PE firms swap BRICs for SE Asia, Africa

Bangkok, Thailand.
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Private equity investors have long looked to four large emerging markets for big returns: Brazil, Russia, India, and China. But the BRICs today don't quite fit the fast-growth that Goldman Sachs strategist Jim O'Neill described in the 2001 paper that coined the widely used acronym.

With each BRIC economy in some sort of trouble, private equity firms are increasingly putting their investment dollars to work in other less-developed markets—especially Southeast Asia and Sub-Saharan Africa—in hopes of better returns.

Money invested in non-BRIC emerging markets increased 18 percent in 2013, reaching a five-year high of $11 billion and representing 44 percent of total capital invested in emerging markets, according to a recent study by the Emerging Markets Private Equity Association. At the same time, total capital invested in the BRICs declined 20 percent between 2012 and 2013 and was 38 percent lower than in 2011.

"Investors are certainly looking beyond the BRICs, acknowledging that consumer driven growth is accelerating most in these new markets," said Aly Jeddy, partner at The Abraaj Group, a global private equity firm that runs $7.5 billion across more than 20 sector and country-specific funds. "Investors are increasingly as wary of BRICs hype as they are weary of the unattractive returns many of the funds in these markets have delivered."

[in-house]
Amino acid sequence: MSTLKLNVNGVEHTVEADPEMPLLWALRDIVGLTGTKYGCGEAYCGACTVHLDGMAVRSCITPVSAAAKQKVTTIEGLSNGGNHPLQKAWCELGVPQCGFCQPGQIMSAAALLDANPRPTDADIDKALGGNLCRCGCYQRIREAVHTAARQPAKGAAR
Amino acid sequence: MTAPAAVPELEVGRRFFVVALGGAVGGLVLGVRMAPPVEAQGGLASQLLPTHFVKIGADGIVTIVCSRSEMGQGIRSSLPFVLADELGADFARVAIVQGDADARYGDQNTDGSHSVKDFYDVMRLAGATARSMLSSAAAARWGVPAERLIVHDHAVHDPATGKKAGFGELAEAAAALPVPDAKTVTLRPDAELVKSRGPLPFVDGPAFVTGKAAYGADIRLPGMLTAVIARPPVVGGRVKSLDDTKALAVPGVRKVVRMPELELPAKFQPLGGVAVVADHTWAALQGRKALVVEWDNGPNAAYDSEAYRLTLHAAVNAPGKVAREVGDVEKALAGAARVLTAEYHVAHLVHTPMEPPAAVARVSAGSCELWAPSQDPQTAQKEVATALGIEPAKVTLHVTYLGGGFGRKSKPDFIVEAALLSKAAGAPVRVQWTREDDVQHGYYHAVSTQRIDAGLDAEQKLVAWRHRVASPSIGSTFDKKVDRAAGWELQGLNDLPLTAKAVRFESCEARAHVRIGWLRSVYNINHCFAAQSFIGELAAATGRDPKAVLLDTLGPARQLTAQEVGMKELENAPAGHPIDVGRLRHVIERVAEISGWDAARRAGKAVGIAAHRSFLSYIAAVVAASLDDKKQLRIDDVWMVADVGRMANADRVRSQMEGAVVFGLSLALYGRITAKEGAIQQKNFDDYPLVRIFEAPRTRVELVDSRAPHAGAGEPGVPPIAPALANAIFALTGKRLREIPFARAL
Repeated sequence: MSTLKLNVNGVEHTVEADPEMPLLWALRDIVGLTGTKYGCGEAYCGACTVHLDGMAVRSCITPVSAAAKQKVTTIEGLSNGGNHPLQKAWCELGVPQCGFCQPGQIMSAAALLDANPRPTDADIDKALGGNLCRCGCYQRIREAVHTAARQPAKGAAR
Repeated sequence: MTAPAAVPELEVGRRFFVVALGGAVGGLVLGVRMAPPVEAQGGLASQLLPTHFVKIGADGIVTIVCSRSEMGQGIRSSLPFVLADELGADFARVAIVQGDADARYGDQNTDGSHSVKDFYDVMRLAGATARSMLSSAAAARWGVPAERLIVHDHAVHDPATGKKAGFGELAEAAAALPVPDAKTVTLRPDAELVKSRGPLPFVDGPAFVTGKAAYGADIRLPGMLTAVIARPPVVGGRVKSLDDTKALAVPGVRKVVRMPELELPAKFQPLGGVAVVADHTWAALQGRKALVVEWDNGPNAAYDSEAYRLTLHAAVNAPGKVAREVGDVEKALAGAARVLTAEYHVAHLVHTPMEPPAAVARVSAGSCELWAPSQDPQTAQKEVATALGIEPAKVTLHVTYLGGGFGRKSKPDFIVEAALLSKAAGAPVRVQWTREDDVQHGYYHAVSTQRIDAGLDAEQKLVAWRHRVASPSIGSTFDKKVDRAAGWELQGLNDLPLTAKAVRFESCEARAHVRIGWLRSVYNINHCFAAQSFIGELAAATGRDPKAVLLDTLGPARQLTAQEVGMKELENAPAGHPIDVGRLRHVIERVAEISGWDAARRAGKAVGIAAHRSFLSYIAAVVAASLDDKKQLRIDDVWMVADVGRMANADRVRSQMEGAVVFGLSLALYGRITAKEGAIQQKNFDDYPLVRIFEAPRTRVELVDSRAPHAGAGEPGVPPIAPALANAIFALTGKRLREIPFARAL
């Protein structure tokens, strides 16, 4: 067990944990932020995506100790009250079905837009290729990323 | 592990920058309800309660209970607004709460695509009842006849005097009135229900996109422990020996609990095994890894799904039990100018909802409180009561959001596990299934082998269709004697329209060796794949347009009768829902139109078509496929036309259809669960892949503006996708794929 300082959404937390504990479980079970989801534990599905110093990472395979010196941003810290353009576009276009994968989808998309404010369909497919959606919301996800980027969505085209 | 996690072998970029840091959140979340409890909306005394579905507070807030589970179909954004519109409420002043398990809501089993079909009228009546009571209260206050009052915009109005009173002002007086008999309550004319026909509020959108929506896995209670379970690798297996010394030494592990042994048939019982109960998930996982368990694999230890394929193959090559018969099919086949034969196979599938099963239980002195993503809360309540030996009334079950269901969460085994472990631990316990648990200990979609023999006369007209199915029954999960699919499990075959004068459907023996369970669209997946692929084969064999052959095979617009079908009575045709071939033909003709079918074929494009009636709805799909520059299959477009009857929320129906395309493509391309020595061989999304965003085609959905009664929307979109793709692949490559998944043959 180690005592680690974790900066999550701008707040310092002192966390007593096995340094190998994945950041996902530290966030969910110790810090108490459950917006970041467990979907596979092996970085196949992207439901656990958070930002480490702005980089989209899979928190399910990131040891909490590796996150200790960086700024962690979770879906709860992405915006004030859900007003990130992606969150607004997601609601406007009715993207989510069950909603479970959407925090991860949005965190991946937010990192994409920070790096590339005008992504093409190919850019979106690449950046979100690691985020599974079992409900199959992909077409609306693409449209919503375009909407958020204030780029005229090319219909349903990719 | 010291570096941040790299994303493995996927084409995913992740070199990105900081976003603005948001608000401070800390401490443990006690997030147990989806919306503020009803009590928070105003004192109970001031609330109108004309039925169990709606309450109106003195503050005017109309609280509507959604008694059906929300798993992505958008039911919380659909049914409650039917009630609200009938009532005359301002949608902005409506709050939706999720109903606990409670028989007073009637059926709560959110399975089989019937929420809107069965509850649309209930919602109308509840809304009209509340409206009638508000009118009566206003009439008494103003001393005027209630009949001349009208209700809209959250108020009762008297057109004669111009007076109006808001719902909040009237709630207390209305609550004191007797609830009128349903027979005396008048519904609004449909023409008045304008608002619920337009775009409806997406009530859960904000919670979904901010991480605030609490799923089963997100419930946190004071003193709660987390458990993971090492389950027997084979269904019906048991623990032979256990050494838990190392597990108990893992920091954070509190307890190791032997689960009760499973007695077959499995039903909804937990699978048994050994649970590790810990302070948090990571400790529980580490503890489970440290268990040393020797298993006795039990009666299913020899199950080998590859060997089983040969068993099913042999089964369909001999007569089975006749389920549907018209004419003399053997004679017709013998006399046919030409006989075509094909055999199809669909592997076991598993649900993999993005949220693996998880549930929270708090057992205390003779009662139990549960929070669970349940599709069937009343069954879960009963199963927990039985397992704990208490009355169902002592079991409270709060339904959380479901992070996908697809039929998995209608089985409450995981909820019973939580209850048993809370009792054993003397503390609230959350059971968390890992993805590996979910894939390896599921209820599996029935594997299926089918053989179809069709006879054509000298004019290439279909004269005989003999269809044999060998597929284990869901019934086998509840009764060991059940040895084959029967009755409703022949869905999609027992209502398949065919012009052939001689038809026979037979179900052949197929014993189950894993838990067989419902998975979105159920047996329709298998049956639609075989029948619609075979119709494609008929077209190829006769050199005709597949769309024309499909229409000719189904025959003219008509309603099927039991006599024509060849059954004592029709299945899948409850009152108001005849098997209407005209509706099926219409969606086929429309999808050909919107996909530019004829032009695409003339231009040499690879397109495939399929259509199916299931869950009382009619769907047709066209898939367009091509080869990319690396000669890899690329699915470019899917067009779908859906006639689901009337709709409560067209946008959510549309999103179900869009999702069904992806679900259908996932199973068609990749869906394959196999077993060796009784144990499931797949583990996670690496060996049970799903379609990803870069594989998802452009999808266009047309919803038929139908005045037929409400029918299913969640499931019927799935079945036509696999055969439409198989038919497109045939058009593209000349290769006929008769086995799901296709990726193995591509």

To be sure, the BRICs are still a force. China, India and Brazil alone still accounted for more than 50 percent of total capital invested in emerging markets and more than 30 percent of all funds raised, according to the same EMPEA report. But the recent pullback in all funds raised from investors for emerging markets—from $45 billion in 2012 to $36 billion in 2013—was largely a result of fewer funds raised targeting China, India and Brazil.

No region has gotten more money outside the BRICs than Southeast Asia.

In 2013, fund managers invested a five-year high of $2.2 billion and raised $2.9 billion for the region, a six-year high. In 2011, so-called emerging Asia countries like Indonesia, Malaysia, the Philippines, Thailand and Vietnam received just 7 percent of emerging market private equity investment. That increased to 17 percent in 2012, and 23 percent in 2013.